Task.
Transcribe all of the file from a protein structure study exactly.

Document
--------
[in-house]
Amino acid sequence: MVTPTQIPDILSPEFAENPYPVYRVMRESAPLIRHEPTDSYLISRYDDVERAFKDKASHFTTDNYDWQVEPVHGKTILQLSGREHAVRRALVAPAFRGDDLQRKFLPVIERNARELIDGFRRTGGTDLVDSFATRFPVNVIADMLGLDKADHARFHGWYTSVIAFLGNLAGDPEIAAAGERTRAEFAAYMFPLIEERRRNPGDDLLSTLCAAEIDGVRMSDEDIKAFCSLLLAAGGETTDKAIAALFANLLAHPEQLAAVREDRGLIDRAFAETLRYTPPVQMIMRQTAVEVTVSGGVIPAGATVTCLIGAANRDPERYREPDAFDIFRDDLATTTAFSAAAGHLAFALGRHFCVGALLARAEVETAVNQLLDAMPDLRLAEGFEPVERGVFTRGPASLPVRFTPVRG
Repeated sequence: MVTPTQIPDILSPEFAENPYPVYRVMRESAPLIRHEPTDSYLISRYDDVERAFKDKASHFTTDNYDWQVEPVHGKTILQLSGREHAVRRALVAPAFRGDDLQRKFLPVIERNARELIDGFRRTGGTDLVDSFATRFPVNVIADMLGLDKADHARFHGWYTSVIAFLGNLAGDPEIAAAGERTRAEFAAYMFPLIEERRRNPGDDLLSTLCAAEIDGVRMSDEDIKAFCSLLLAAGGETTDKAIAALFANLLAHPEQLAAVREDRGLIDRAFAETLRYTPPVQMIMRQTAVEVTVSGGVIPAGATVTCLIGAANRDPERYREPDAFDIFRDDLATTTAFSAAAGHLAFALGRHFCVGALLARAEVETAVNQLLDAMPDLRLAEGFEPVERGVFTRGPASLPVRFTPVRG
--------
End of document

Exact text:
[in-house]
Amino acid sequence: MVTPTQIPDILSPEFAENPYPVYRVMRESAPLIRHEPTDSYLISRYDDVERAFKDKASHFTTDNYDWQVEPVHGKTILQLSGREHAVRRALVAPAFRGDDLQRKFLPVIERNARELIDGFRRTGGTDLVDSFATRFPVNVIADMLGLDKADHARFHGWYTSVIAFLGNLAGDPEIAAAGERTRAEFAAYMFPLIEERRRNPGDDLLSTLCAAEIDGVRMSDEDIKAFCSLLLAAGGETTDKAIAALFANLLAHPEQLAAVREDRGLIDRAFAETLRYTPPVQMIMRQTAVEVTVSGGVIPAGATVTCLIGAANRDPERYREPDAFDIFRDDLATTTAFSAAAGHLAFALGRHFCVGALLARAEVETAVNQLLDAMPDLRLAEGFEPVERGVFTRGPASLPVRFTPVRG
Repeated sequence: MVTPTQIPDILSPEFAENPYPVYRVMRESAPLIRHEPTDSYLISRYDDVERAFKDKASHFTTDNYDWQVEPVHGKTILQLSGREHAVRRALVAPAFRGDDLQRKFLPVIERNARELIDGFRRTGGTDLVDSFATRFPVNVIADMLGLDKADHARFHGWYTSVIAFLGNLAGDPEIAAAGERTRAEFAAYMFPLIEERRRNPGDDLLSTLCAAEIDGVRMSDEDIKAFCSLLLAAGGETTDKAIAALFANLLAHPEQLAAVREDRGLIDRAFAETLRYTPPVQMIMRQTAVEVTVSGGVIPAGATVTCLIGAANRDPERYREPDAFDIFRDDLATTTAFSAAAGHLAFALGRHFCVGALLARAEVETAVNQLLDAMPDLRLAEGFEPVERGVFTRGPASLPVRFTPVRG